M2SR also elicits cross-reactive serum antibodies, meaning it remains efficacious even when the infecting strain of virus does not exactly match the strain used to make the vaccine – a phenomenon known as “viral drift.” M2SR has also demonstrated an excellent safety and tolerability profile to date, even with a dosing window 10- to 100-fold higher than for other intranasal vaccines.
These features enable M2SR to overcome the problems contributing to the modest efficacy of available influenza vaccines, which is 50-60% at best and can be less than 20% when the mismatch due to viral drift is high, as occurred in the 2014-2015 flu season.
FluGen has recently completed dosing and monitoring of subjects in a Phase 1b trial that is evaluating the safety and immunogenicity of an M2SR vaccine based on the H3N2 component subtype of influenza A (H3N2 M2SR) in combination with an approved influenza vaccine, compared with either vaccine alone, in older adults.
An M2SR combination vaccine for influenza and COVID-19
Many combination vaccines in development either combine the components of individual influenza and COVID-19 vaccines or deliver mRNA from both viruses. FluGen has taken a different approach by inserting the receptor binding domain (RBD) of the SARS-CoV-2 spike protein into the DNA plasmids encoding the M2SR genome. By using M2SR as a vector to deliver a SARS-CoV-2 antigen, our bivalent COVID/Influenza M2SR vaccine provides immune protection against both viruses.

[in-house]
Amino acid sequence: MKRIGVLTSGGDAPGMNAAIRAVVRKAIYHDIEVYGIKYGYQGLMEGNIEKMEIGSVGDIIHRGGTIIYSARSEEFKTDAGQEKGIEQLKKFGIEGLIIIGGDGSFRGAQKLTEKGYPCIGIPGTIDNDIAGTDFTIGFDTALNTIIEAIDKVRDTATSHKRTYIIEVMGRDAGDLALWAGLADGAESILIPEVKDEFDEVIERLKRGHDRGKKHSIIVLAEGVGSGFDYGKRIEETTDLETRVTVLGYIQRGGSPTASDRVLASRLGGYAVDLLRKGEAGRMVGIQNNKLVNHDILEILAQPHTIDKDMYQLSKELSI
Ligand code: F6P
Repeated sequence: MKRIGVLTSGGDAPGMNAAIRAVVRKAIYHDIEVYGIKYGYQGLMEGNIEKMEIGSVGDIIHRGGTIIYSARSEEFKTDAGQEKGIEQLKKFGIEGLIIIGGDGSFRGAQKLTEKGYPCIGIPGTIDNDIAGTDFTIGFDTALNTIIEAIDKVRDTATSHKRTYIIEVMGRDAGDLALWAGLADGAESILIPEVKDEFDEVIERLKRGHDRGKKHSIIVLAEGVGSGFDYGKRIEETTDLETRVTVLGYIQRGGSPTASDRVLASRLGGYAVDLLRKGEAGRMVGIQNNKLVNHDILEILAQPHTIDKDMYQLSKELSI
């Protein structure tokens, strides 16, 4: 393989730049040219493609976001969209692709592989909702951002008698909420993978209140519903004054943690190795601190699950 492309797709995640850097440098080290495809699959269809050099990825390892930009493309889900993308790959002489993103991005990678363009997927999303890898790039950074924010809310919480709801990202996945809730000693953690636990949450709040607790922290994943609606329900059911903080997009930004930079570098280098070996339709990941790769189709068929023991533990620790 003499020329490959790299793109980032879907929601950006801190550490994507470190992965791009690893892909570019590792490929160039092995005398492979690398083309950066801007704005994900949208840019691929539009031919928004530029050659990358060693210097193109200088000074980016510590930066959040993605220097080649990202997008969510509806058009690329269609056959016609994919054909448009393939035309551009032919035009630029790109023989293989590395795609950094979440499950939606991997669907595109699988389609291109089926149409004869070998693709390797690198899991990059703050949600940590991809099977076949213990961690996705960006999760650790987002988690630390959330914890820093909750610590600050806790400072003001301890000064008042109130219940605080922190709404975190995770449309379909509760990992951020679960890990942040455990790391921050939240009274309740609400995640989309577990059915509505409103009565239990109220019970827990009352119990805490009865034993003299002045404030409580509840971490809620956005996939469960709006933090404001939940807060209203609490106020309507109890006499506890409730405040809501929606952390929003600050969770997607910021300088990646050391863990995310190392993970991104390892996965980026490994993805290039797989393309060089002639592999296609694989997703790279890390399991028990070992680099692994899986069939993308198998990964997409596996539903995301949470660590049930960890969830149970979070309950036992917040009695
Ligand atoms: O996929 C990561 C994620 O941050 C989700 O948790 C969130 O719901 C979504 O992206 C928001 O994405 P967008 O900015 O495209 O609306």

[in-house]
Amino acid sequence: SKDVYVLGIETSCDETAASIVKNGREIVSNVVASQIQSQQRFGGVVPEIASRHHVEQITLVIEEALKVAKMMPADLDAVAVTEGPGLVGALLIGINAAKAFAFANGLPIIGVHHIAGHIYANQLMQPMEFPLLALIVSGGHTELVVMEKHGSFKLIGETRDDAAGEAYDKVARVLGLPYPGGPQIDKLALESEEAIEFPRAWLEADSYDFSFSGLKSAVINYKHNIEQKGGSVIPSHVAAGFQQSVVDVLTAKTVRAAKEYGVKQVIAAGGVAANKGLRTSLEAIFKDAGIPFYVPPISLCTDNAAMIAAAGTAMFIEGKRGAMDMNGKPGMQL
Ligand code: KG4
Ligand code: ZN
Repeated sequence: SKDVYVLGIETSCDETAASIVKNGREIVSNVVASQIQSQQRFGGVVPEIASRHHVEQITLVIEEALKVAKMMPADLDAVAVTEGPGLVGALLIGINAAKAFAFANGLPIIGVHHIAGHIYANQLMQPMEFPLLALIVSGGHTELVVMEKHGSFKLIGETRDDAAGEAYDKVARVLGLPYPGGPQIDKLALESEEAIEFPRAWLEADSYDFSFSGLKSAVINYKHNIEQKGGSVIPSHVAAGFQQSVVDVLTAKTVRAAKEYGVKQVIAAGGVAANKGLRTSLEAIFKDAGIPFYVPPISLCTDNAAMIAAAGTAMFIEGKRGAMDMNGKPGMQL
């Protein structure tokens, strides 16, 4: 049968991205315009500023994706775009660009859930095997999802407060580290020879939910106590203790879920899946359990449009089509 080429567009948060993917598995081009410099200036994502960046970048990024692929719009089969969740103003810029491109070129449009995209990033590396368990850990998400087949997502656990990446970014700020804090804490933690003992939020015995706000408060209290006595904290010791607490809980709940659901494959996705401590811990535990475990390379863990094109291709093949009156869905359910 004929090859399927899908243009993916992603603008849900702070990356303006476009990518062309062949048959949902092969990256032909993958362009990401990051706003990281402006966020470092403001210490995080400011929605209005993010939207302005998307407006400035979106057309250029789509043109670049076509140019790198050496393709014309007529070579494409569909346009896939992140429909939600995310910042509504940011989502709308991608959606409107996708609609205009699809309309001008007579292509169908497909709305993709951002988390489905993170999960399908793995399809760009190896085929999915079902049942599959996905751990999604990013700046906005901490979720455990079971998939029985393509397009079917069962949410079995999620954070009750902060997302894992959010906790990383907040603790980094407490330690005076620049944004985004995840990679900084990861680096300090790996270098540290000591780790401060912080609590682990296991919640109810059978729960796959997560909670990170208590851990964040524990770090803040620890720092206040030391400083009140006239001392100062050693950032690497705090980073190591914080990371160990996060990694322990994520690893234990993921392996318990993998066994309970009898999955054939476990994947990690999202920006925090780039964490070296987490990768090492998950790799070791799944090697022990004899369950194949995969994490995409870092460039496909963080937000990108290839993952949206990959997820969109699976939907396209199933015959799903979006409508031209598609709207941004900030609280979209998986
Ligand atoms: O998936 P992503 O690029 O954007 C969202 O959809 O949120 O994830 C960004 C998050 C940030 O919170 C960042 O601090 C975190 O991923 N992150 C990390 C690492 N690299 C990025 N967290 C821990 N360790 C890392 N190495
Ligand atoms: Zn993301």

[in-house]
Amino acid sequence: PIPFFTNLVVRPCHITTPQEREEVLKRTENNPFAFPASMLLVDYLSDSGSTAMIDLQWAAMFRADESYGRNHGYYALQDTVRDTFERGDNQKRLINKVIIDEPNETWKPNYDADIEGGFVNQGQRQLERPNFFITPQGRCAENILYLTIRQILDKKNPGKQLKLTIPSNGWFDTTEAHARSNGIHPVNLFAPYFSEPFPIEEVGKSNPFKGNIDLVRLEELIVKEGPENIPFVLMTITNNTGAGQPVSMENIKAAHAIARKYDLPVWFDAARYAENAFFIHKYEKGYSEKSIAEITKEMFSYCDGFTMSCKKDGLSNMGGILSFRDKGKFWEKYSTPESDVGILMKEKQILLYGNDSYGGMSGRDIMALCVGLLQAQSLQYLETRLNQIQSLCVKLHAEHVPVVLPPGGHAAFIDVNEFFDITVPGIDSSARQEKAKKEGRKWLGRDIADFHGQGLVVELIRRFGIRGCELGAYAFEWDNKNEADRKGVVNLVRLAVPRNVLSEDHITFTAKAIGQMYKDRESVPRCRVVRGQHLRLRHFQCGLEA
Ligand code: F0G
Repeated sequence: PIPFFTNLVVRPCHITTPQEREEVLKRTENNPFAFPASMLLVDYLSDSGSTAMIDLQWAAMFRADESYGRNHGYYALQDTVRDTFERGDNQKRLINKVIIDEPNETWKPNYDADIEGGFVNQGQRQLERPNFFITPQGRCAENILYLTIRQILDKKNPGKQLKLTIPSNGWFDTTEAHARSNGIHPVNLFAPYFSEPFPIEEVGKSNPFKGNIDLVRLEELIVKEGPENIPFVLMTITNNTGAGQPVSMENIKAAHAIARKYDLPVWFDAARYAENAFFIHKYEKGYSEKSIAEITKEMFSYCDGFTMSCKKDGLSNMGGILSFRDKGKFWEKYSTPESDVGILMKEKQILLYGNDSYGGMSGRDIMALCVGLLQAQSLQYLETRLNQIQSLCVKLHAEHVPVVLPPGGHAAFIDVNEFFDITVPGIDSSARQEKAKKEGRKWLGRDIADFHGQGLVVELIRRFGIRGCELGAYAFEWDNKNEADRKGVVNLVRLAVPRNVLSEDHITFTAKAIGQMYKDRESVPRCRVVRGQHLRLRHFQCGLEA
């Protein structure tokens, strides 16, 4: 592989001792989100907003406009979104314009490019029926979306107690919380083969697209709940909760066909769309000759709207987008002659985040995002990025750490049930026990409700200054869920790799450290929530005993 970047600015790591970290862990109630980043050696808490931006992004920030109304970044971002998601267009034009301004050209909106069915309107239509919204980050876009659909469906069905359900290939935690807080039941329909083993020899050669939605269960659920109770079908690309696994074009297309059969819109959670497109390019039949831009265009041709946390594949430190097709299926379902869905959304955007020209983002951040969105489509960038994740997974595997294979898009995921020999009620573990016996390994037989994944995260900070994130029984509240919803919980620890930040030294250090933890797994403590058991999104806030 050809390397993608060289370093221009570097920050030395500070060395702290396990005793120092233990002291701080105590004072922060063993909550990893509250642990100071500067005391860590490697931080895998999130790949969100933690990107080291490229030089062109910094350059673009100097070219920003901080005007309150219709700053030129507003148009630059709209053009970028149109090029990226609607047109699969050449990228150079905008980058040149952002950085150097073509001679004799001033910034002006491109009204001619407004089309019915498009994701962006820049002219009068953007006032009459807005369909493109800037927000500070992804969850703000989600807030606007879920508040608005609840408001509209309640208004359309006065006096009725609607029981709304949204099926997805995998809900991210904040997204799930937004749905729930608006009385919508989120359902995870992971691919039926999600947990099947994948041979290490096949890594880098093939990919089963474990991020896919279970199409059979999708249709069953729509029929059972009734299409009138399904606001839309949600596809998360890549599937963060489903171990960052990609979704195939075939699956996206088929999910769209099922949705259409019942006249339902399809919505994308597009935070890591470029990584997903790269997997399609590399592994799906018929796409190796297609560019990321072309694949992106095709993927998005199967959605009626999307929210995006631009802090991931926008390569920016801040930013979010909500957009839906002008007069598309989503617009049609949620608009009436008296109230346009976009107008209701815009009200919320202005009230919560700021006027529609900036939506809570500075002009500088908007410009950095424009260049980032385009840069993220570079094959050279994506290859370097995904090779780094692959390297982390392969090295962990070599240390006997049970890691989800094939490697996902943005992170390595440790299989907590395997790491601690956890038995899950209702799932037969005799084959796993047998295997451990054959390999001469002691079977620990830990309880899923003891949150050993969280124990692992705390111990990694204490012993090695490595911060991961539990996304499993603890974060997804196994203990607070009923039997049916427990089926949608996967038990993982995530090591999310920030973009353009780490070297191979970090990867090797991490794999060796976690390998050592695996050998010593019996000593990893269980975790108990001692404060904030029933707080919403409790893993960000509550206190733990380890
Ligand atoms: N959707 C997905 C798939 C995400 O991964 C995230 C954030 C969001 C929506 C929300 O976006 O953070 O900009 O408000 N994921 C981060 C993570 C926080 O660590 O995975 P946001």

In mice, an M2SR-vectored bivalent vaccine based on the H3N2 virus and encoding the RBD from the original SARS-CoV-2 Wuhan strain elicited robust production of neutralizing antibodies against both Wuhan and the Delta variant while maintaining identical serum titers of hemagglutinin-inhibiting (HAI) antibodies and local immune responses to influenza as the M2SR H3N2 vaccine alone. Additionally, the bivalent vaccine generated mucosal IgA and IgG antibodies against Wuhan and variant Omicron strains without impeding the influenza responses.
FluGen is currently analyzing data from a study of the bivalent COVID/Influenza vaccine in hamsters challenged with SARS-CoV-2 and is continuing other preclinical studies of the bivalent vaccine, with plans to take the H3N2 version forward into clinical testing.
Planning for the future
Initially, our M2SR-vectored bivalent COVID/Influenza vaccine could be used alone or as an add-on to existing influenza or COVID-19 vaccines to provide broader and more durable protection against infection by influenza and SARS-CoV-2 viruses. Longer term, FluGen envisions developing a quadrivalent M2SR-vectored COVID/Influenza vaccine, in which each of the four vaccine components delivers an RBD from a different SARS-CoV-2 variant or different conserved epitopes from the viral spike protein that also elicit antibodies.
This combination vaccination strategy could offer the biopharma industry and consumers worldwide a single, elegant solution to the efficacy, durability and drift problems of current influenza and COVID-19 vaccines. In addition, this strategy could also reduce or eliminate the need to predict which influenza strains will circulate during flu season or play “vaccine catch-up” as new SARS-CoV-2 variants of concern emerge.
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Pamuk Bilsel, Ph.D., is the chief scientific officer of FluGen and Paul Radspinner, MBA, is the founder, president and CEO of the company.